According to his findings, a third of news organisations surveyed increase the budget and staff of their existing science desks, while a slightly larger share of news organisations are setting up new climate desks in addition to their existing science teams. A less common but more cost-efficient strategy for news organisations is to create virtual climate hubs where journalists from different desks meet regularly to collaborate on stories and projects.
Another issue is the balance between the desire to influence public awareness and trying to avoid being seen as an activist. Impartiality, after all, is one of journalism’s most cherished values.
But think about it. During the pandemic, journalists had to convey messages such as 'wash your hands', 'wear a mask', 'do not cough at your neighbour', or 'stay two meters apart', because this was necessary to save lives. These often passionate calls to actions were rarely seen as journalists practising activism. When covering the climate crisis or the need to curb carbon emissions, though, many journalists told Blau they were either worried about being seen as activists or were told by their superiors to make sure they did not come across as such.
"It's a surprisingly foggy situation for many journalists, but this can be solved," says Blau.
"Most reputable news organisations have a code of ethics that clearly defines conflicts of interest. News organisations should now also give clearer guidelines on what sets out activism from journalism so that especially younger editors don’t have to second-guess themselves and feel empowered to cover the climate crisis more frequently."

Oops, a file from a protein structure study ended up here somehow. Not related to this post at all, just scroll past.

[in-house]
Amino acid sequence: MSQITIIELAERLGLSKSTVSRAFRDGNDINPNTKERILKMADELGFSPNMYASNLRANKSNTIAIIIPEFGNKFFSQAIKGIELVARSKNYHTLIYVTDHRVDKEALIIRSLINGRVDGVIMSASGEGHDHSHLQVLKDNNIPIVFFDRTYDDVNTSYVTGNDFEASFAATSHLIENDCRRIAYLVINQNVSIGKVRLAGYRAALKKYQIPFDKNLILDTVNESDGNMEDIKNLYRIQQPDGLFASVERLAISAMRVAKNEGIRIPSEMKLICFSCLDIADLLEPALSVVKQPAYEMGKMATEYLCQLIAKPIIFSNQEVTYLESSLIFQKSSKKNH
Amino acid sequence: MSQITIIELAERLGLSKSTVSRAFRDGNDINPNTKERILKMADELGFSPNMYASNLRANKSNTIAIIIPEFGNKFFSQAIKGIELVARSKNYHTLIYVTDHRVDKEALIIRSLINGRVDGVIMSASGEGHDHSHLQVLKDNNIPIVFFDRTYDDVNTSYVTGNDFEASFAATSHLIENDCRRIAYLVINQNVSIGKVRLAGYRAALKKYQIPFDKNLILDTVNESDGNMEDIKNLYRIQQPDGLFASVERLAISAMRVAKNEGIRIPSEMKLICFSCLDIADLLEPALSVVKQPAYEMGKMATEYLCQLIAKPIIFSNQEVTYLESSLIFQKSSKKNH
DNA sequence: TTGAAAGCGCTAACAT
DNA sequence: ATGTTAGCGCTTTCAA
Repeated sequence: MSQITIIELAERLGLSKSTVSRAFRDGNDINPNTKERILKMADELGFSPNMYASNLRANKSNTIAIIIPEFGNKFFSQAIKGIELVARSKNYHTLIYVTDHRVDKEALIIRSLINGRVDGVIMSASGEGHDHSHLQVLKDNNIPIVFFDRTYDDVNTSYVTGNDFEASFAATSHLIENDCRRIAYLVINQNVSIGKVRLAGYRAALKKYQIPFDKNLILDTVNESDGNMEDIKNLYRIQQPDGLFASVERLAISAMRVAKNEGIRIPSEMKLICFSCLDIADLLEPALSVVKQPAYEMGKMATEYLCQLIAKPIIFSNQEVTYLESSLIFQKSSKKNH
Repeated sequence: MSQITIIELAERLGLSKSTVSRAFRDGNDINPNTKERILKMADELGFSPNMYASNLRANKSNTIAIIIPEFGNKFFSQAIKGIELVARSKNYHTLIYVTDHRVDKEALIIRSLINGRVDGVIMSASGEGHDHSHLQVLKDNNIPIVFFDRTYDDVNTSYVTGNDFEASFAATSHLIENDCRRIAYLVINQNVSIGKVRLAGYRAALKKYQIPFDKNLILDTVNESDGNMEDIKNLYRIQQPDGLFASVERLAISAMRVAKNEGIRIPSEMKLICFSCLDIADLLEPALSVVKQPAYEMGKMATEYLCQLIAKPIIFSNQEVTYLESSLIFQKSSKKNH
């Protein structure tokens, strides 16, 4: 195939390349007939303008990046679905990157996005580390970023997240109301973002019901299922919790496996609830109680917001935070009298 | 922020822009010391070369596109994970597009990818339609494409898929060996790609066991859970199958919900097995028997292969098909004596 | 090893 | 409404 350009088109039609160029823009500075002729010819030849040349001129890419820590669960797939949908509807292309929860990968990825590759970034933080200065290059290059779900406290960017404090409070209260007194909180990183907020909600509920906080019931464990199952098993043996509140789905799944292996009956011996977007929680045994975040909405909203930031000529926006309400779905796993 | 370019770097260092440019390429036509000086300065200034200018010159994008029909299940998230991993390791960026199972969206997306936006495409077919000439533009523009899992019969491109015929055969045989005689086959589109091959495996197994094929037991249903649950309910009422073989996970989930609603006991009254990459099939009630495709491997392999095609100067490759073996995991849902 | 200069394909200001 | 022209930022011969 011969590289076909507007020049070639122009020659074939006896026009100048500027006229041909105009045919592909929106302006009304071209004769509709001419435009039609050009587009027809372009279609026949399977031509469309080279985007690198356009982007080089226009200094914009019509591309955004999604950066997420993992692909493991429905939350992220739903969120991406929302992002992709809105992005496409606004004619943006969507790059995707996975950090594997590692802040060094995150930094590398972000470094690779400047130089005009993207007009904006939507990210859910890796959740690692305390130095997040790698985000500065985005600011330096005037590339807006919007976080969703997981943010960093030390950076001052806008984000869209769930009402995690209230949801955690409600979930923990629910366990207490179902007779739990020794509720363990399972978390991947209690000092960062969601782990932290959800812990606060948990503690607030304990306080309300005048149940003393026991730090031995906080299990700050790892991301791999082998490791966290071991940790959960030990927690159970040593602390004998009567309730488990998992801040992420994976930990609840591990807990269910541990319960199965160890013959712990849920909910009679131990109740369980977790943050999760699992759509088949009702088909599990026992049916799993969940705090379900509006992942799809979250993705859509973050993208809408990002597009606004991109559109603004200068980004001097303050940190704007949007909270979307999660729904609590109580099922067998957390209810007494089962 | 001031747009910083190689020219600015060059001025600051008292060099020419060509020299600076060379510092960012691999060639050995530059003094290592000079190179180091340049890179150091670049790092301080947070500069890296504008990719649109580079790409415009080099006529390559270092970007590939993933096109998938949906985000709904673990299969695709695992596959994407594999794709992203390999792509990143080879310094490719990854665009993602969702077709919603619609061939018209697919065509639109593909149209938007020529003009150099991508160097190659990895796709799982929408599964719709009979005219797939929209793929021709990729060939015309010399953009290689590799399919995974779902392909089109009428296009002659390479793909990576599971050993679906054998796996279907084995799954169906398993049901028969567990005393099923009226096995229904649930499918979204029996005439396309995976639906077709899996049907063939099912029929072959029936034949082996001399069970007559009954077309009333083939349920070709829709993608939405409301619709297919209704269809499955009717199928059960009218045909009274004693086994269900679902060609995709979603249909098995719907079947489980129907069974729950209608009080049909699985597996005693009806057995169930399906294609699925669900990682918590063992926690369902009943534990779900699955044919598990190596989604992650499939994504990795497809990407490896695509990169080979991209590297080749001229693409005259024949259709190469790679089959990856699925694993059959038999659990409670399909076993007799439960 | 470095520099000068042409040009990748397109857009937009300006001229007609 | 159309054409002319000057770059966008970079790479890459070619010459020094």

Perhaps the biggest challenge is to keep climate change in the news. The three main criteria of newsworthiness - recency, vicinity, and simplicity - go out of the window. Climate change is not new and, especially if you live in the UK, tends to be seen as something that is worse in other parts of the world. And, it is certainly not simple to convey. "When it bleeds it leads" also does not quite work as climate change is a process rather than a killer event.
Blau explains that for most of the time, reporting is a retrospective activity - we talk about what just happened or is happening right now. The farthest we tend to look into the future is a few months or years, for instance, when talking about an election.
But with climate change, we need to get used to working with speculative science that looks 20, 30 or 40 years into the future and discusses political strategies and ‘Green Deals’ that have to reach just as far. There is also the challenge of translating the climate crisis into a language that can be understood and into stories that readers can relate to in their everyday lives.
The conversation now needs to move on from whether climate change is human-made or not. What matters is which solutions we should pursue and who in the end will carry the cost of re-organising and re-tooling our societies and economies in time. And to cover these big questions, concluded Blau, should be a great opportunity for journalism